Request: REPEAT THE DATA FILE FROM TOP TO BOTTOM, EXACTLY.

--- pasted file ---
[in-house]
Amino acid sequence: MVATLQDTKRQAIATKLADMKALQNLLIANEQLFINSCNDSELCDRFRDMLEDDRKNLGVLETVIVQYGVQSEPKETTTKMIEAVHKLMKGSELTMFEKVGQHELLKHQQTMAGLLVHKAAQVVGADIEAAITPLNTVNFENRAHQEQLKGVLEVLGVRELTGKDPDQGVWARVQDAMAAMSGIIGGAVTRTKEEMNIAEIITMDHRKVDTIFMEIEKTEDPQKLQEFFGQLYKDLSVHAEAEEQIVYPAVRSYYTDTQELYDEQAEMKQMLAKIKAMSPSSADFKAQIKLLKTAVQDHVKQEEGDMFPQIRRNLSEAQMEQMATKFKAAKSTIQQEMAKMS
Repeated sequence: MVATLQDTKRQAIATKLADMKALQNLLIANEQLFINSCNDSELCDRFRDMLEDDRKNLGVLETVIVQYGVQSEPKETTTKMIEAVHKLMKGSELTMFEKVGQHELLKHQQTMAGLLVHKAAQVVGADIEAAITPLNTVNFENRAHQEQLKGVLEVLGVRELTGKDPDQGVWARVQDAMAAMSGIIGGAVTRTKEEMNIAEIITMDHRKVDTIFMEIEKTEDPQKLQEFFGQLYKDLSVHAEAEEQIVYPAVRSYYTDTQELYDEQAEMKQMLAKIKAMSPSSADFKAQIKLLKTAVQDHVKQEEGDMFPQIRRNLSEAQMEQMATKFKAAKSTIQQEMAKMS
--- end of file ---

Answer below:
[in-house]
Amino acid sequence: MVATLQDTKRQAIATKLADMKALQNLLIANEQLFINSCNDSELCDRFRDMLEDDRKNLGVLETVIVQYGVQSEPKETTTKMIEAVHKLMKGSELTMFEKVGQHELLKHQQTMAGLLVHKAAQVVGADIEAAITPLNTVNFENRAHQEQLKGVLEVLGVRELTGKDPDQGVWARVQDAMAAMSGIIGGAVTRTKEEMNIAEIITMDHRKVDTIFMEIEKTEDPQKLQEFFGQLYKDLSVHAEAEEQIVYPAVRSYYTDTQELYDEQAEMKQMLAKIKAMSPSSADFKAQIKLLKTAVQDHVKQEEGDMFPQIRRNLSEAQMEQMATKFKAAKSTIQQEMAKMS
Repeated sequence: MVATLQDTKRQAIATKLADMKALQNLLIANEQLFINSCNDSELCDRFRDMLEDDRKNLGVLETVIVQYGVQSEPKETTTKMIEAVHKLMKGSELTMFEKVGQHELLKHQQTMAGLLVHKAAQVVGADIEAAITPLNTVNFENRAHQEQLKGVLEVLGVRELTGKDPDQGVWARVQDAMAAMSGIIGGAVTRTKEEMNIAEIITMDHRKVDTIFMEIEKTEDPQKLQEFFGQLYKDLSVHAEAEEQIVYPAVRSYYTDTQELYDEQAEMKQMLAKIKAMSPSSADFKAQIKLLKTAVQDHVKQEEGDMFPQIRRNLSEAQMEQMATKFKAAKSTIQQEMAKMS